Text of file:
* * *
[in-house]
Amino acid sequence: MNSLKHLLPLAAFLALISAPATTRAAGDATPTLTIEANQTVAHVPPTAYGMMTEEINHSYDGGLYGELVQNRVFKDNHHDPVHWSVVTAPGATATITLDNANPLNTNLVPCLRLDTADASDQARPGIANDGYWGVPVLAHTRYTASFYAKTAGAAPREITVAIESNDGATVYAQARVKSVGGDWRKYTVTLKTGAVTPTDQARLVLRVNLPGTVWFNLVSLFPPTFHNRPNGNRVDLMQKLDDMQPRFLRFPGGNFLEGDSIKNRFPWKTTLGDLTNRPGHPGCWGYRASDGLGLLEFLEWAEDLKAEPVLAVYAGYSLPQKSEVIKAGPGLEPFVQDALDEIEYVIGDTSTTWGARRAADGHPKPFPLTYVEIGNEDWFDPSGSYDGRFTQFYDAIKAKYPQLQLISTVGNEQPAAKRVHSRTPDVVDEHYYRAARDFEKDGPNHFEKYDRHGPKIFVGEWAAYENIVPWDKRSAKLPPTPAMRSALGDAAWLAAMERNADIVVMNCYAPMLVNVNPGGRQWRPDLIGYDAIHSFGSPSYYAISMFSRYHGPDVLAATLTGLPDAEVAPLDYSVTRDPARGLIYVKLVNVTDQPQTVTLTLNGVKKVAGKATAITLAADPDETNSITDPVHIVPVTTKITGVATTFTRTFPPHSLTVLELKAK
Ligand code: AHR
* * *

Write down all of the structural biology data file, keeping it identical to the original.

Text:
[in-house]
Amino acid sequence: MNSLKHLLPLAAFLALISAPATTRAAGDATPTLTIEANQTVAHVPPTAYGMMTEEINHSYDGGLYGELVQNRVFKDNHHDPVHWSVVTAPGATATITLDNANPLNTNLVPCLRLDTADASDQARPGIANDGYWGVPVLAHTRYTASFYAKTAGAAPREITVAIESNDGATVYAQARVKSVGGDWRKYTVTLKTGAVTPTDQARLVLRVNLPGTVWFNLVSLFPPTFHNRPNGNRVDLMQKLDDMQPRFLRFPGGNFLEGDSIKNRFPWKTTLGDLTNRPGHPGCWGYRASDGLGLLEFLEWAEDLKAEPVLAVYAGYSLPQKSEVIKAGPGLEPFVQDALDEIEYVIGDTSTTWGARRAADGHPKPFPLTYVEIGNEDWFDPSGSYDGRFTQFYDAIKAKYPQLQLISTVGNEQPAAKRVHSRTPDVVDEHYYRAARDFEKDGPNHFEKYDRHGPKIFVGEWAAYENIVPWDKRSAKLPPTPAMRSALGDAAWLAAMERNADIVVMNCYAPMLVNVNPGGRQWRPDLIGYDAIHSFGSPSYYAISMFSRYHGPDVLAATLTGLPDAEVAPLDYSVTRDPARGLIYVKLVNVTDQPQTVTLTLNGVKKVAGKATAITLAADPDETNSITDPVHIVPVTTKITGVATTFTRTFPPHSLTVLELKAK
Ligand code: AHR